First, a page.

In a letter to Governor Gregg Abbott and Attorney General Ken Paxton, Human Rights Campaign Legal Director Sarah Warbelow made the case for immediate action: “In order to be in full compliance with the law, we urge you to take immediate action to ensure that Judges or Justices of the Peace begin issuing marriage licenses to all eligible Texas couples immediately. Delaying the issuance of marriage licenses to same-sex couples is not only unlawful, but allows the discriminatory impacts of an unconstitutional law to continue.”
Family law attorneys of Simsbury have noted that the Attorney General’s guidance to local county clerks has been short on guidance and deep in rhetoric: “But no court, no law, no rule, and no words will change the simple truth that marriage is the union of one man and one woman. Nothing will change the importance of a mother and a father to the raising of a child. And nothing will change our collective resolve that all Americans should be able to exercise their faith in their daily lives without infringement and harassment.”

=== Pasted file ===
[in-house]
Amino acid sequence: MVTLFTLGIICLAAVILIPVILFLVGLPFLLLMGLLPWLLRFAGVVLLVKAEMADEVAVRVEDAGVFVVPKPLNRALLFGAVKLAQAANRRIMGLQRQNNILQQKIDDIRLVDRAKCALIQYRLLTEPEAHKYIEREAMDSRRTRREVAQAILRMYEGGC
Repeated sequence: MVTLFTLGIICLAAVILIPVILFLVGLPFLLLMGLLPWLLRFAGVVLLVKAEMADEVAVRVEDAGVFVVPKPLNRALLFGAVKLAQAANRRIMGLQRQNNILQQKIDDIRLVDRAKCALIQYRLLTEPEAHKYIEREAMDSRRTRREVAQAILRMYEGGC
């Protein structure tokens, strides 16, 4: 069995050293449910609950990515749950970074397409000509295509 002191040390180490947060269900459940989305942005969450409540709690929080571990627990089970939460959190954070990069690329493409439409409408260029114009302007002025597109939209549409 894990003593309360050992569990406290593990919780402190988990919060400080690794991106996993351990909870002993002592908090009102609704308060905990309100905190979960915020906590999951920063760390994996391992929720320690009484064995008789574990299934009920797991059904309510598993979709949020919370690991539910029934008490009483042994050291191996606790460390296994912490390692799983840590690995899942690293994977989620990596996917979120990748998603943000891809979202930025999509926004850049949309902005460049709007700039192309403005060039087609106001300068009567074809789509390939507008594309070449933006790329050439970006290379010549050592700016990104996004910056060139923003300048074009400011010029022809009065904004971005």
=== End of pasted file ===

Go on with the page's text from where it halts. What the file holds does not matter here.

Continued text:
“The truth is that the debate over the issue of marriage has increasingly devolved into personal and economic aggression against people of faith who have sought to live their lives consistent with their sincerely-held religious beliefs about marriage,” Paxton continued in a statement today. “In numerous incidents trumpeted and celebrated by a sympathetic media, progressives advocating the anti-traditional marriage agenda have used this issue to publicly mock, deride, and intimidate devout individuals for daring to believe differently than they do. This ruling will likely only embolden those who seek to punish people who take personal, moral stands based upon their conscience and the teachings of their religion.”
“In the wake of the Supreme Court’s decision, the law’s promise of religious liberty will be tested by some who seek to silence and marginalize those whose conscience will not allow them to participate in or endorse marriages that are incompatible with their religious beliefs,” Governor Abbott stated.